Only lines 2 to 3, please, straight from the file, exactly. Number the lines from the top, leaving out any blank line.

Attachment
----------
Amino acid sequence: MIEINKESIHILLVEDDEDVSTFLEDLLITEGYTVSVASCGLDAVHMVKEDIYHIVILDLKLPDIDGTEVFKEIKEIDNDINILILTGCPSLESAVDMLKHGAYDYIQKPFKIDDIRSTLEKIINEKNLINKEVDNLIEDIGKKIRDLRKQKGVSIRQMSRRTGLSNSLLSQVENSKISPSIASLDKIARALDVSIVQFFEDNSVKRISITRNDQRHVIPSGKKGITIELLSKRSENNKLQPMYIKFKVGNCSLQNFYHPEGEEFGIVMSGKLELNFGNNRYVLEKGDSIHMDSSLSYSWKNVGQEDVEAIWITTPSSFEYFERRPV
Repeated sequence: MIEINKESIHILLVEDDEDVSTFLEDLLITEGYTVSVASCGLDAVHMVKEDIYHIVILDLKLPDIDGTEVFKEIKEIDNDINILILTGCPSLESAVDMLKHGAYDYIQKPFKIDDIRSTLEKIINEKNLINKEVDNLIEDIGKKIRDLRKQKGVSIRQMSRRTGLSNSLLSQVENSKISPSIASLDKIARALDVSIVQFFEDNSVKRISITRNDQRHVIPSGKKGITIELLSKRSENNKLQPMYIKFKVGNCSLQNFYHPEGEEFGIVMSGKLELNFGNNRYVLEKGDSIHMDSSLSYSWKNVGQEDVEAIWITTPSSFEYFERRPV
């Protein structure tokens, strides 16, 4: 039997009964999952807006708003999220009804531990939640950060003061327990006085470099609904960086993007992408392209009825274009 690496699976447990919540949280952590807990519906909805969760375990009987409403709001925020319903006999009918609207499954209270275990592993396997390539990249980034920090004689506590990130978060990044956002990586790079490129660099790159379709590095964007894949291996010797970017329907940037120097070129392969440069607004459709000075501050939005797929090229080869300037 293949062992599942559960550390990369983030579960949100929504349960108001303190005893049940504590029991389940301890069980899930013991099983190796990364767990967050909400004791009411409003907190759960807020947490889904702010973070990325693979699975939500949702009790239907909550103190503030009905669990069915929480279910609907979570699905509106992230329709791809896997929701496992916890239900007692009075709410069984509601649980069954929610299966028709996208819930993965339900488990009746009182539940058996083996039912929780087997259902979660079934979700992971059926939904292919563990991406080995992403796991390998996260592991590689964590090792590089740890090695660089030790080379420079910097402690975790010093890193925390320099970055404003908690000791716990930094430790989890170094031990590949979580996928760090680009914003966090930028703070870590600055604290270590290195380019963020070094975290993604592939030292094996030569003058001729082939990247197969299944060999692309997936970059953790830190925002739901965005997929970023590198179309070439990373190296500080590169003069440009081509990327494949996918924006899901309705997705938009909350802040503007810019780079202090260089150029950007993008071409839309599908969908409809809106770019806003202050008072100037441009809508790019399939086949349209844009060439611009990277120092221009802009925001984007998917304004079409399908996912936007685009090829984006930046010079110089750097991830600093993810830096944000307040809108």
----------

Repeated sequence: MIEINKESIHILLVEDDEDVSTFLEDLLITEGYTVSVASCGLDAVHMVKEDIYHIVILDLKLPDIDGTEVFKEIKEIDNDINILILTGCPSLESAVDMLKHGAYDYIQKPFKIDDIRSTLEKIINEKNLINKEVDNLIEDIGKKIRDLRKQKGVSIRQMSRRTGLSNSLLSQVENSKISPSIASLDKIARALDVSIVQFFEDNSVKRISITRNDQRHVIPSGKKGITIELLSKRSENNKLQPMYIKFKVGNCSLQNFYHPEGEEFGIVMSGKLELNFGNNRYVLEKGDSIHMDSSLSYSWKNVGQEDVEAIWITTPSSFEYFERRPV
């Protein structure tokens, strides 16, 4: 039997009964999952807006708003999220009804531990939640950060003061327990006085470099609904960086993007992408392209009825274009 690496699976447990919540949280952590807990519906909805969760375990009987409403709001925020319903006999009918609207499954209270275990592993396997390539990249980034920090004689506590990130978060990044956002990586790079490129660099790159379709590095964007894949291996010797970017329907940037120097070129392969440069607004459709000075501050939005797929090229080869300037 293949062992599942559960550390990369983030579960949100929504349960108001303190005893049940504590029991389940301890069980899930013991099983190796990364767990967050909400004791009411409003907190759960807020947490889904702010973070990325693979699975939500949702009790239907909550103190503030009905669990069915929480279910609907979570699905509106992230329709791809896997929701496992916890239900007692009075709410069984509601649980069954929610299966028709996208819930993965339900488990009746009182539940058996083996039912929780087997259902979660079934979700992971059926939904292919563990991406080995992403796991390998996260592991590689964590090792590089740890090695660089030790080379420079910097402690975790010093890193925390320099970055404003908690000791716990930094430790989890170094031990590949979580996928760090680009914003966090930028703070870590600055604290270590290195380019963020070094975290993604592939030292094996030569003058001729082939990247197969299944060999692309997936970059953790830190925002739901965005997929970023590198179309070439990373190296500080590169003069440009081509990327494949996918924006899901309705997705938009909350802040503007810019780079202090260089150029950007993008071409839309599908969908409809809106770019806003202050008072100037441009809508790019399939086949349209844009060439611009990277120092221009802009925001984007998917304004079409399908996912936007685009090829984006930046010079110089750097991830600093993810830096944000307040809108």